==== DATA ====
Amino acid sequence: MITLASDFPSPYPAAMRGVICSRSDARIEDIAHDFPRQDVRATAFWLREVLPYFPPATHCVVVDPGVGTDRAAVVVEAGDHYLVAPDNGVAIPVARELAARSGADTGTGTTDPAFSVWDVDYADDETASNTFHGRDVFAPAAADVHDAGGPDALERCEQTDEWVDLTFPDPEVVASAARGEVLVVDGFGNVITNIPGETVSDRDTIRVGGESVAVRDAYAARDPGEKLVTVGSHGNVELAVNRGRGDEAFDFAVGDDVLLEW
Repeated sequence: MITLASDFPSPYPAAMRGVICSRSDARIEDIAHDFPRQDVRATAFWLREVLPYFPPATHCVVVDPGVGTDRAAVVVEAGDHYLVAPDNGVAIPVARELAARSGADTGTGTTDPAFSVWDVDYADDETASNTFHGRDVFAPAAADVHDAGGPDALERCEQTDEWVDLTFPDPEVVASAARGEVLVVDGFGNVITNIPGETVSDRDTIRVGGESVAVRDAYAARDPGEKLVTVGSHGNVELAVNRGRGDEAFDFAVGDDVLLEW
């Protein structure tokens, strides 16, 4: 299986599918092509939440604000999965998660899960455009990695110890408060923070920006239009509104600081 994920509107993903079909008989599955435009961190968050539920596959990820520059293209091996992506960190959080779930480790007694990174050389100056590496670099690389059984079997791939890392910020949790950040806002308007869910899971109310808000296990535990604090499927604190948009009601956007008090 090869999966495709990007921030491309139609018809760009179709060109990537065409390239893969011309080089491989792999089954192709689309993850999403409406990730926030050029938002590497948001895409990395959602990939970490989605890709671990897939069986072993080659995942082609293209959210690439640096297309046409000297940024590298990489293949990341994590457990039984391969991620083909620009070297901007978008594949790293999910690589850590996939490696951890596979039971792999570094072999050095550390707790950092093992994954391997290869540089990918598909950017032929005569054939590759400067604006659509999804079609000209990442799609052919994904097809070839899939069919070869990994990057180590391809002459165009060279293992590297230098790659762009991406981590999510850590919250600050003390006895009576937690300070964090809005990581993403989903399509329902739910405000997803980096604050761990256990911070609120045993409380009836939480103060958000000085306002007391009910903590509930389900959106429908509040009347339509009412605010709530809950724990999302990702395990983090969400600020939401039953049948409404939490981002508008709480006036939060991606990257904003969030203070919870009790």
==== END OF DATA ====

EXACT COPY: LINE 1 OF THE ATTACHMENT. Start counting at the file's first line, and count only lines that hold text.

Amino acid sequence: MITLASDFPSPYPAAMRGVICSRSDARIEDIAHDFPRQDVRATAFWLREVLPYFPPATHCVVVDPGVGTDRAAVVVEAGDHYLVAPDNGVAIPVARELAARSGADTGTGTTDPAFSVWDVDYADDETASNTFHGRDVFAPAAADVHDAGGPDALERCEQTDEWVDLTFPDPEVVASAARGEVLVVDGFGNVITNIPGETVSDRDTIRVGGESVAVRDAYAARDPGEKLVTVGSHGNVELAVNRGRGDEAFDFAVGDDVLLEW